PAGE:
Launchpad: GM re-engineers the Enjoy for India to come up with a compact MPV. Shapur Kotwal gets behind the wheel
The Indian car market today is bursting at the seams with every segment crowded with multiple products from numerous carmakers. And in this competitive scenario, it’s rather hard to find that sweet spot.
Chevy’s new offering, the Enjoy, is a compact MPV built on a monocoque chassis and is going up against Maruti’s Ertiga. This seven seater comes powered by smaller capacity motors and with prices expected to start at Rs. 5.6 lakh, this could give the company the edge it needs to conquer this segment.
For an MPV, the Enjoy looks pleasant enough. But remember it still is a people mover. The profile is typically boxy MPV. There are some interesting details. There’s an attractive swage line that runs off the bottom of the grille, past the headlights and onto the side of the car in a single sweep. The prominent ‘V’ in the bonnet looks smart and the line that runs from the front wheel arch to the rear breaks up the mass of the body nicely. The back of the Enjoy, however, is large and very boxy. Those 14-inch wheels are also a bit too small for the bulky body, even the much shorter Ertiga has 15s.
The Enjoy stands apart from most other MPVs of its class in that it is built on a lighter and more space-efficient car-like monocoque chassis. Unlike a typical monocoque however, the Enjoy also uses an integrated ladder-type frame between the wheels to help strengthen that portion. And there are tough subframes for the front and rear suspension too. The Enjoy also differs from the hatchback-based Ertiga in that it has its engines placed longitudinally and, more importantly, that it sends power to the rear wheels.
The Enjoy has a high roof, which means more vertical space. So, for roominess and comfort on the first two rows, the Enjoy is really impressive. Slipping into the seats after opening the big doors is easy — they are almost at the perfect height. Once inside, leg- and head-room on both rows is plentiful. Both the Enjoys we drove, petrol and diesel, were top-end models and had captain seats for the second row, so levels of comfort are really high in both cases. We also found that the third row was surprisingly useable. The second row seats don’t flip forward, so you need to crouch and walk past the second row to access the rearmost seats. But comfort levels on the third row are in fact not too far from many of the larger MPVs.
The ambience inside the cabin isn’t too bad either. It’s light and airy and visibility from all seats is good. The design of the two-tone dash is old-fashioned on the one hand, but appears neat and uniform. The levels of fit and finish however are less than striking. You are surrounded by hard plastics. There aren’t too many really useful cubbyholes either. The door pockets are shallow and the pair of cup holders can only hold small cans, not bottles of water. With the third-row bench flipped forward, luggage space is quite sufficient though, and loading luggage onto the low floor is easy too. Equipment levels are a bit disappointing. There’s no Bluetooth, no climate control, the music system is a mere single-DIN unit and the driver does not even get a dead pedal, though the latter could be down to a lack of space in the footwell.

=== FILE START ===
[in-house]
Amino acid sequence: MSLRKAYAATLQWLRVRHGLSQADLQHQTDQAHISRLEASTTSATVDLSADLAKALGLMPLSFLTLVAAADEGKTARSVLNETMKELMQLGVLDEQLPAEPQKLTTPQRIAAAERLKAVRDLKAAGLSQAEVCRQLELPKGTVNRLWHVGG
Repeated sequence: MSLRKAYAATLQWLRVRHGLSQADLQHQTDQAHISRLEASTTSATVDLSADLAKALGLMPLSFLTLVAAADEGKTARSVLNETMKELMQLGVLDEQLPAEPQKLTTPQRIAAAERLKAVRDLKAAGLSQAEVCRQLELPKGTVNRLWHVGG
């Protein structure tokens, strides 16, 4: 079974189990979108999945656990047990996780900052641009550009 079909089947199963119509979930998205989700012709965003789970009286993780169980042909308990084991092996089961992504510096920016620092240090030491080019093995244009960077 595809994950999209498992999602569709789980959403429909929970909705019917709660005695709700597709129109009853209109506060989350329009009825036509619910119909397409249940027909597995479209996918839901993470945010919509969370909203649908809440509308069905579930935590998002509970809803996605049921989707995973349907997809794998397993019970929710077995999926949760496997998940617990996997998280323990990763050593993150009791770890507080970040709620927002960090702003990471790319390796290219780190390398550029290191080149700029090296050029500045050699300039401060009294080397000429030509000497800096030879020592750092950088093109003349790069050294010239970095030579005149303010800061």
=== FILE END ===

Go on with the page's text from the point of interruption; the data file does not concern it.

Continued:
The Enjoy, known as the Wuling Huanggong in China, comes only with a petrol motor. For India, GM and Chevrolet flipped a Fiat Multijet engine by 90 degrees and send power to the rear wheels.
The motor settles into a smooth idle as soon as you start up, with only a bit of vibration coming off the floor. The engine feels eager and willing to rev as soon as you take off. On the Enjoy, it feels like you are on boost from 1600rpm onwards, which means upping the pace at a moment’s notice is quite effortless. The reconfigured motor pulls well till approximately 4000rpm, after which power tails off. However, with only 73bhp and 1345kg to push, acceleration isn’t too strong; it takes a leisurely 21.36 seconds to 100 as compared to the Ertiga’s 14.2. The Enjoy however feels much quicker in the real world.
The gearbox has a light action and gears slot in easily, but the long throws and loose feel give the impression that you’re driving a car with 1,00,000km on the clock.
The only major irritant is the considerable amount of lash and vibration you get from the propeller shaft at around 1200rpm when you get off the throttle. This can be a bit disconcerting, especially if you are driving in constant start-stop traffic, but GM says a solution to the problem is coming soon.
The 1400cc petrol that powers the Enjoy makes a much healthier 104bhp. The motor has a reasonably strong and responsive top end, and as a result, flat-out acceleration is quick. It gets from 0-100 in 14.8 seconds as compared to Maruti’s 1.4 K-series-equipped Ertiga, which is slightly quicker at 13.5 seconds to a hundred. But it isn’t performance that’s the issue with the China-sourced engine. This engine suffers because it is both unrefined and not very responsive at low speeds.
An area where the Enjoy does impress however is ride and handling. The suspension setup is pretty soft and so bump absorption is quite good. Low-speed ride is particularly cushy and the suspension also works pretty noiselessly over rough patches. This makes it feel quite refined and comfortable.
The steering is nice and light if not very responsive, so manoeuvring through traffic is quite easy.
What really works in Chevrolet’s favour is the competitive price tag.
We expect prices to start from Rs. 5.5 lakh for the petrol and Rs. 6.9 lakh for the diesel.